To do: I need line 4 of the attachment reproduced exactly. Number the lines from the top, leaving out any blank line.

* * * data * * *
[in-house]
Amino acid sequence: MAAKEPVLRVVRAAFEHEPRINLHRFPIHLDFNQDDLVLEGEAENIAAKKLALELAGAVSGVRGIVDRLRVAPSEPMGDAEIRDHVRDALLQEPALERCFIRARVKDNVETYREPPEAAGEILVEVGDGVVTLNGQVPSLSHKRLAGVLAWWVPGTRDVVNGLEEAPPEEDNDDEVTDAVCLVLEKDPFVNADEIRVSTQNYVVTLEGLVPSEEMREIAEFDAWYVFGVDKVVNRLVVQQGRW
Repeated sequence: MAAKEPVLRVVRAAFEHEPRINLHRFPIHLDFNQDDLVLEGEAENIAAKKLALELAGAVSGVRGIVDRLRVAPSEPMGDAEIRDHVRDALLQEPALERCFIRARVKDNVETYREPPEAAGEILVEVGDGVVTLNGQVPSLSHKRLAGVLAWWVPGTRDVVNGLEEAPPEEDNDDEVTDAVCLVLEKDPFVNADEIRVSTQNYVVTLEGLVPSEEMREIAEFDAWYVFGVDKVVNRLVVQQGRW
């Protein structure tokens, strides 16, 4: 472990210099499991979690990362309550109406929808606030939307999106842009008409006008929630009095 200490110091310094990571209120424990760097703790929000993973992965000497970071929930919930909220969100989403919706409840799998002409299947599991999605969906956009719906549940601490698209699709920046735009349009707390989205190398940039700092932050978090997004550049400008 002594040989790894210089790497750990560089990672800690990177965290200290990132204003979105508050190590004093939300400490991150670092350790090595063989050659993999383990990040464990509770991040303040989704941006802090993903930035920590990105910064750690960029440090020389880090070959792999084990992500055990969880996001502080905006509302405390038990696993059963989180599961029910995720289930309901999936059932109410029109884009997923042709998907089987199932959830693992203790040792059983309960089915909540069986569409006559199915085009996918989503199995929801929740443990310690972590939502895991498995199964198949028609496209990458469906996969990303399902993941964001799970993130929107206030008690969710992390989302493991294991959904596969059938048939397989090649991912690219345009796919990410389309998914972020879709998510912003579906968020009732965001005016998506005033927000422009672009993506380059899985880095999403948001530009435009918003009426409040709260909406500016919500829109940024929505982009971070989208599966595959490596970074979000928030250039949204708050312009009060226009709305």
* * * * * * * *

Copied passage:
């Protein structure tokens, strides 16, 4: 472990210099499991979690990362309550109406929808606030939307999106842009008409006008929630009095 200490110091310094990571209120424990760097703790929000993973992965000497970071929930919930909220969100989403919706409840799998002409299947599991999605969906956009719906549940601490698209699709920046735009349009707390989205190398940039700092932050978090997004550049400008 002594040989790894210089790497750990560089990672800690990177965290200290990132204003979105508050190590004093939300400490991150670092350790090595063989050659993999383990990040464990509770991040303040989704941006802090993903930035920590990105910064750690960029440090020389880090070959792999084990992500055990969880996001502080905006509302405390038990696993059963989180599961029910995720289930309901999936059932109410029109884009997923042709998907089987199932959830693992203790040792059983309960089915909540069986569409006559199915085009996918989503199995929801929740443990310690972590939502895991498995199964198949028609496209990458469906996969990303399902993941964001799970993130929107206030008690969710992390989302493991294991959904596969059938048939397989090649991912690219345009796919990410389309998914972020879709998510912003579906968020009732965001005016998506005033927000422009672009993506380059899985880095999403948001530009435009918003009426409040709260909406500016919500829109940024929505982009971070989208599966595959490596970074979000928030250039949204708050312009009060226009709305």